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We have been using Google Code SVN to store a school project. As we were experimenting with different ideas, we created new Visual Studio Projects and stored them there. Now we want to merge all the different ideas into one final project.

Here is the current layout of the repository:

- svn
 - branches
    - Idea1
    - Idea2
 - tags
 - trunk
    - Sub-Project1
      - files (...)
    - Sub-Project2
      - files (...)
    - Sub-Project3
      - files (...)

I use AnkhSVN along with Visual Studio, one thing I noticed is that everytime I checkout one of the projects, every other project gets checked out too (I can see this when I look at it through windows explorer).

Now that we want to make the final version, I was wondering what is the correct way for me to place the final project.

EDIT

I don't think I did a good job explaining above. So here I go again.

Are google code SVN repositories set up to be for a single project? Or can I use them for multiple sub-projects? The reason I ask this is the SVN file structure in an empty google code project is already:

- svn
 - branches
 - tags
 - trunk

But I would think each sub-project would need these three components.

May be I was not clear before, I have renamed the parts of the trunk (to sub-project) in the above listing. Each sub-project has a unique goal. The thing is I want to combine the sub-projects into a bigger project now.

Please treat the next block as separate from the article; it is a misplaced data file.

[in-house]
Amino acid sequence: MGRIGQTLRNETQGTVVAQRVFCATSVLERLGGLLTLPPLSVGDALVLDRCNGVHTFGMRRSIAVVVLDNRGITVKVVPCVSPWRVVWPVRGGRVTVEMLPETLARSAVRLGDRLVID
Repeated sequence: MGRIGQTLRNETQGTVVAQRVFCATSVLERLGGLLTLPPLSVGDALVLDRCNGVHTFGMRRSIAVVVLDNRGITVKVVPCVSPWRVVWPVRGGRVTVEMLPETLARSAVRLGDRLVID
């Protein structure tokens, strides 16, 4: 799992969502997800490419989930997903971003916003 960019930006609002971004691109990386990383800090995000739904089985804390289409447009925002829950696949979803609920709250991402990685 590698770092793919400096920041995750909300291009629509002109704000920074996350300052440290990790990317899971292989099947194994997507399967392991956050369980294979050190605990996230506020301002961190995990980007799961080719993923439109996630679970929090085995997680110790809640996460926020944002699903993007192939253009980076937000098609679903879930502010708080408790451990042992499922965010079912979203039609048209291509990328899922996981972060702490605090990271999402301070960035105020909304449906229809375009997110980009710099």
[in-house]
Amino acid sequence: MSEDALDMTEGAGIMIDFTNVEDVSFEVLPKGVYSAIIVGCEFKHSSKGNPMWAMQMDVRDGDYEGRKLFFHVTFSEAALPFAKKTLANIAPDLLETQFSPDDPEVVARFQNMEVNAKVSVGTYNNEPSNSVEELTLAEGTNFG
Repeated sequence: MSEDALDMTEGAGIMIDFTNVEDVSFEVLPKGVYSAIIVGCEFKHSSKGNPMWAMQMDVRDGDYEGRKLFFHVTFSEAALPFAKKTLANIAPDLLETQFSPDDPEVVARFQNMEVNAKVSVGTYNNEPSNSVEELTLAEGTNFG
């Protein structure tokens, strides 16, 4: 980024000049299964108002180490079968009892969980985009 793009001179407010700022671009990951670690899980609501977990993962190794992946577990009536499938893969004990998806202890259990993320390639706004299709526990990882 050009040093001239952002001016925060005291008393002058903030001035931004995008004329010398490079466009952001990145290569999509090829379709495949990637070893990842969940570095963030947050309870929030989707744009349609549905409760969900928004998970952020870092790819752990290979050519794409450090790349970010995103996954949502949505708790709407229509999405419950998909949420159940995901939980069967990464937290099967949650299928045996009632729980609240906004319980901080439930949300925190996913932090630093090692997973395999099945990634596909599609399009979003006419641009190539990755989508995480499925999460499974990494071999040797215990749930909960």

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1  
not going to help you at all, but I think you should have used Feature Branches from the beginning! Have you read the Red Bean book? –  Mitch Wheat Mar 7 '10 at 1:30
3  
The best practices for SVN on Google Code are pretty much the same as anywhere else. Retagging. –  MatrixFrog Mar 7 '10 at 1:59

2 Answers 2

up vote 2 down vote accepted

What I would do is reorganize stuff like so:

/svn
    /Sub-Project1
        /branches
        /tags
        /trunk
    /Sub-Project2
        /branches
        /tags
        /trunk
    ...

You can do all this with simple svn moves. If your current branches Idea1 and Idea2 are of the current über-trunk then I might move those into a top-level /oldtrunk/branches. Or just delete them if they're inactive! It's svn, they'll still be there. :)

Next, you mention wanting to "combine the sub-projects" where each "has a unique goal". If you want to continue to maintain them as fully encapsulated sub-projects, I would suggest getting them to build individually and combining them as libraries rather than combining the source. In Java I would use a dependency management tool like Ivy to handle this but I'm not sure what the best solution would be for Google Code + Visual Studio. You can use Ivy for non-Java stuff but it's not as intuitive.

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Note that you can adjust how many levels up from the location of the solution file AnkhSVN performs the check-out. It should ask at what level the project should be checked out when you use File -> Open Subversion Project, and the property has not been set yet. You can also change it using File -> Subversion -> Change Source Control

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